#bookreview – Fred’s Funeral by Sandy Day @sandeetweets #novella #WW1

I’m so pleased to be able to review Fred’s Funeral by Sandy Day today. It’s a novella, so not a long read, and if you fancy reading it for yourself then you can get it from Amazon UK or Amazon US. Thank you to the author for providing me with a review copy.


Only at his funeral, does a family come to know a long neglected and shell-shocked soldier from WWI. Based on a true story.

Fred Sadler has just died of old age. It’s 1986, seventy years after he marched off to war, and his ghost hovers near the ceiling of the dismal nursing home. To Fred’s dismay, the arrangement of his funeral falls to his prudish and disparaging sister-in-law. As Viola dominates the remembrance of Fred, his ghost agonizes over his inability to set the record straight.

Was old Uncle Fred really suffering from shell shock? Why was he shut away for most of his life in the Whitby Hospital for the Insane? Why didn’t his family help him more?

Fred’s memories of his life as a child, his family’s hotel, the War, and the mental hospital, clash with Viola’s version of events as the family gathers on a rainy October night to pay their respects.


I think the first thing that got my attention about Fred’s Funeral was the cover image. I love old photos and the picture of a man in WW1 uniform immediately piqued my interest. The story also appealed as we follow the recently deceased Fred as he hovers over his family and listens to them talking about him. Unfortunately, what they say, mostly coming from his sister-in-law, Viola, is untrue and Fred would dearly like to set them straight but all he can do is float and grit his teeth.

It’s an intriguing long novella at 129 pages. I felt so sorry for Fred as he had been incarcerated in a hospital for the insane for many years, supposedly suffering from shell shock. But there’s more to his story than that. The story flicks around between the current day (in this case, 1986) and various points in the past as we learn more about what happened to Fred during his life. Despite this flicking around, it’s very easy to keep up with the story.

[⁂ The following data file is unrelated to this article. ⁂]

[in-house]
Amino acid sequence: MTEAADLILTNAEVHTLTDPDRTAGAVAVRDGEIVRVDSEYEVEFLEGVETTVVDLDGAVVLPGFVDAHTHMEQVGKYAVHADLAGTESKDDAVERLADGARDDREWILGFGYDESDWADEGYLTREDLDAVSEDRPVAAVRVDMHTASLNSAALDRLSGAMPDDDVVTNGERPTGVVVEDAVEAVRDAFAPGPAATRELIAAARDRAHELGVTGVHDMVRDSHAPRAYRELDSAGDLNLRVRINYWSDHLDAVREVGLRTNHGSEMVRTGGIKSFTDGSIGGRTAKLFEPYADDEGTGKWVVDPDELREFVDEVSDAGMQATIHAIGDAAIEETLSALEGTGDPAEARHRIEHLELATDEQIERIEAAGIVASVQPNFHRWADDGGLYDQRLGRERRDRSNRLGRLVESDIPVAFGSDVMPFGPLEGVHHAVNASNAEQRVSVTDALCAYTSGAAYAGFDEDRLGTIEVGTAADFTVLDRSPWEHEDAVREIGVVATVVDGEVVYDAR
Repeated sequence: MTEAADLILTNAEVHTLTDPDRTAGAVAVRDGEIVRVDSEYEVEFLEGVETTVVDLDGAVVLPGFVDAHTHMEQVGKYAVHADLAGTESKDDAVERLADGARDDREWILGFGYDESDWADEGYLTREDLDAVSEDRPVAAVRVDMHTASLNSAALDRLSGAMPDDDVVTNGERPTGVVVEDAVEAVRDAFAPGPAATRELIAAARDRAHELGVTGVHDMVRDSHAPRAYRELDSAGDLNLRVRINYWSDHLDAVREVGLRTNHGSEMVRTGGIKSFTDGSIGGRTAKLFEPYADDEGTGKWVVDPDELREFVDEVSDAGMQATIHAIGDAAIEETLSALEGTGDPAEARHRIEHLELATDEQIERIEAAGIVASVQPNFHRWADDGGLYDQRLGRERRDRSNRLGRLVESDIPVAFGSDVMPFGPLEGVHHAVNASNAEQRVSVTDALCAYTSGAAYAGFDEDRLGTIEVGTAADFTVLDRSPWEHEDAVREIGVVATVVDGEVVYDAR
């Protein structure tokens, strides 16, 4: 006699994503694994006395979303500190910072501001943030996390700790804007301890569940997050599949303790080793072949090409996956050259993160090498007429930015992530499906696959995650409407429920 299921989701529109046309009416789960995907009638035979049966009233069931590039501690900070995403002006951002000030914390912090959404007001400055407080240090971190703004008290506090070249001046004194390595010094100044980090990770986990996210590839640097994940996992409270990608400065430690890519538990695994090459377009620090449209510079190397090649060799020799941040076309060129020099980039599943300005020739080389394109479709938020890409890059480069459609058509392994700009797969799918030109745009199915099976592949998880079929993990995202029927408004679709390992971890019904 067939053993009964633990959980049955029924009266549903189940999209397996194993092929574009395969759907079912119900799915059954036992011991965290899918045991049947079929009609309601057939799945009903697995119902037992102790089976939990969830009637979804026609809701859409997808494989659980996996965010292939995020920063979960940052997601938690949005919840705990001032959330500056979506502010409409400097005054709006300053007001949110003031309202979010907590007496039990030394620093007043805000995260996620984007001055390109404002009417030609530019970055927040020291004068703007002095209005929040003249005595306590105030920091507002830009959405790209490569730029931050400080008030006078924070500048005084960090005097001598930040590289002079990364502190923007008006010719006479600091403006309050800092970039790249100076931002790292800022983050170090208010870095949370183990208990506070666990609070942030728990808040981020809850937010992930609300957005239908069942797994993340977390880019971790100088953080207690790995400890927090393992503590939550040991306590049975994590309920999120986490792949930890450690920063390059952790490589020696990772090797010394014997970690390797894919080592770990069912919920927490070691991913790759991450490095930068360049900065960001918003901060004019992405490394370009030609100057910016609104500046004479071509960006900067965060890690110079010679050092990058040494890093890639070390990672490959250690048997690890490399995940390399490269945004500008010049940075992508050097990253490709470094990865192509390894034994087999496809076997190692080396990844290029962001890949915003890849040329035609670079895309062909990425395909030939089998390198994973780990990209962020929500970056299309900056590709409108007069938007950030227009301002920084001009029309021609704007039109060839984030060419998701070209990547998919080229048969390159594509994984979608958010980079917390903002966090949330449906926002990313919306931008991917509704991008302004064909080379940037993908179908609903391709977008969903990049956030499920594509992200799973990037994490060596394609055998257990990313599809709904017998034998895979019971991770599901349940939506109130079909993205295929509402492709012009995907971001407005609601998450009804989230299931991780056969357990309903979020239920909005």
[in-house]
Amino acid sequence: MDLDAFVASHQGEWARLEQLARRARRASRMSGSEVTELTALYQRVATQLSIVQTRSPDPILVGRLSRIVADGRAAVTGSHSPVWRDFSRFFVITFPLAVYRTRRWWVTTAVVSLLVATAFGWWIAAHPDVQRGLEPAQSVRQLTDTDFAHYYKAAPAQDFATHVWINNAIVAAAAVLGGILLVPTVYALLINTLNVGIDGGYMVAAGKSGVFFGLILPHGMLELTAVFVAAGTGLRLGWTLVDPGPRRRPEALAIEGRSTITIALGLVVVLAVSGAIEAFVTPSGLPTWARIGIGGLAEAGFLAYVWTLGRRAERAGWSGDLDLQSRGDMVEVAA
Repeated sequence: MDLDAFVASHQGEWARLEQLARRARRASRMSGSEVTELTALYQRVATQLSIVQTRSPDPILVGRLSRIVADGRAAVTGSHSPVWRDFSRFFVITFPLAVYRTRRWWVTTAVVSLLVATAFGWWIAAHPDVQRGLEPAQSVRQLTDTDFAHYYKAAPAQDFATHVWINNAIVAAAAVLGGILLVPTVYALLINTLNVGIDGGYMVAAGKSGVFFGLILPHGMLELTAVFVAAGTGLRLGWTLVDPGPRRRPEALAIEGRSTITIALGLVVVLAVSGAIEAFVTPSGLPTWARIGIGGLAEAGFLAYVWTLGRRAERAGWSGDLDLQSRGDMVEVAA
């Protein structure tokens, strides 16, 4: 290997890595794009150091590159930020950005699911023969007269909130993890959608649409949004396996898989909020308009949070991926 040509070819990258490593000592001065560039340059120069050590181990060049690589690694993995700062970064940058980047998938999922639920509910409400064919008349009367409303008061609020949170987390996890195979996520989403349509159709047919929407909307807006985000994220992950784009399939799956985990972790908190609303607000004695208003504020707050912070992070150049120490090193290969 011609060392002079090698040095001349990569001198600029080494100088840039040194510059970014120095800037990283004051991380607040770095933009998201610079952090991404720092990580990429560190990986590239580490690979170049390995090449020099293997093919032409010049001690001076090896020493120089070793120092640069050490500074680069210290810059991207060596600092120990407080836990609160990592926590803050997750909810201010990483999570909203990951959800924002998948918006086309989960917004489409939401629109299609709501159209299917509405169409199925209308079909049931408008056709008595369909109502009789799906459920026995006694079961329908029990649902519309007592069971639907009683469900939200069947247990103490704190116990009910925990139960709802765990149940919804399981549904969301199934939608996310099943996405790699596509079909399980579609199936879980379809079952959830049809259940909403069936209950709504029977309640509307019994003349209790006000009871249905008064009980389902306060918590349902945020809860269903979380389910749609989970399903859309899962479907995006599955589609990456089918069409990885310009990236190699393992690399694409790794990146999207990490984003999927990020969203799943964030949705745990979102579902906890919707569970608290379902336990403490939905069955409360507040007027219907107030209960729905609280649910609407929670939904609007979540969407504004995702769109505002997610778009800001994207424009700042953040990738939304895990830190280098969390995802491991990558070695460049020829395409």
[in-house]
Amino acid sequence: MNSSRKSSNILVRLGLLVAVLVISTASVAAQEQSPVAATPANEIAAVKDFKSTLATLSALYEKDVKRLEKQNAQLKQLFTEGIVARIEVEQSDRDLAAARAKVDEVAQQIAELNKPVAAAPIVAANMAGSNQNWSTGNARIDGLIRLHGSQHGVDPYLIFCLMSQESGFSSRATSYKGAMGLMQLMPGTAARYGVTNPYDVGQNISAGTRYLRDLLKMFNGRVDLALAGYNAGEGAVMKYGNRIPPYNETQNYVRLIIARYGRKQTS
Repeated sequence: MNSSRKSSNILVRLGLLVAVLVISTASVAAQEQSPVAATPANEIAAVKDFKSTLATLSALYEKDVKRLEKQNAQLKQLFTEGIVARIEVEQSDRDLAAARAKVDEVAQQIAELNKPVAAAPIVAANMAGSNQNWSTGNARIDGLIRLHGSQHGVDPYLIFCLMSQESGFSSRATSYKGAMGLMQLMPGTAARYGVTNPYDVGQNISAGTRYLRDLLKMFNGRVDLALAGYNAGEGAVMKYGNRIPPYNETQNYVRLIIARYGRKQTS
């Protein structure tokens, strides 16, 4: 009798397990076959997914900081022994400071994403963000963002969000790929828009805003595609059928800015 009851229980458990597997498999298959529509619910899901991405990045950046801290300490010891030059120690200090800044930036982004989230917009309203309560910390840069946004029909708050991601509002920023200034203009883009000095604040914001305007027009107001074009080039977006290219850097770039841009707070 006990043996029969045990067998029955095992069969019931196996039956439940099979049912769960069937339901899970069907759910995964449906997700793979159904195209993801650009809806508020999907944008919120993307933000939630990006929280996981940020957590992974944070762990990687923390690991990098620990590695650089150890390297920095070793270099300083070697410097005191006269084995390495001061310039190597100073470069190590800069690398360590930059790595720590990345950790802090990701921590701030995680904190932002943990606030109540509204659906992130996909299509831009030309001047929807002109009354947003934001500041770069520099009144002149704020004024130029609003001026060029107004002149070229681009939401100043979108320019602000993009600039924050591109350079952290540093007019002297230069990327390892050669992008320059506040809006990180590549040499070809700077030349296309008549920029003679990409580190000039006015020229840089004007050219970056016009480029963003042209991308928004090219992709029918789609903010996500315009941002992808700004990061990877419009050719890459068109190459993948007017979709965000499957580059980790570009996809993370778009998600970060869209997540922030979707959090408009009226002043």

It’s a sad tale, not just Fred’s plight but also the fact that his family seemed to know so little about him. He was just a shady figure in their lives as, I suspect, many elderly relatives are. It certainly reinforces my view that we should speak to our family and listen to their stories before it’s too late.

Fred’s Funeral is a bittersweet and poignant read about a misunderstood war veteran, and I thought it was a clever and well-written story.


Sandy Day is the author of Chatterbox, Poems. She graduated from Glendon College, York University, with a degree in English Literature sometime in the last century. Sandy spends her summers in Jackson’s Point, Ontario on the shore of Lake Simcoe. She winters nearby in Sutton by the Black River. Sandy is a trained facilitator for the Toronto Writers Collective’s creative writing workshops. She is a developmental editor and book coach.

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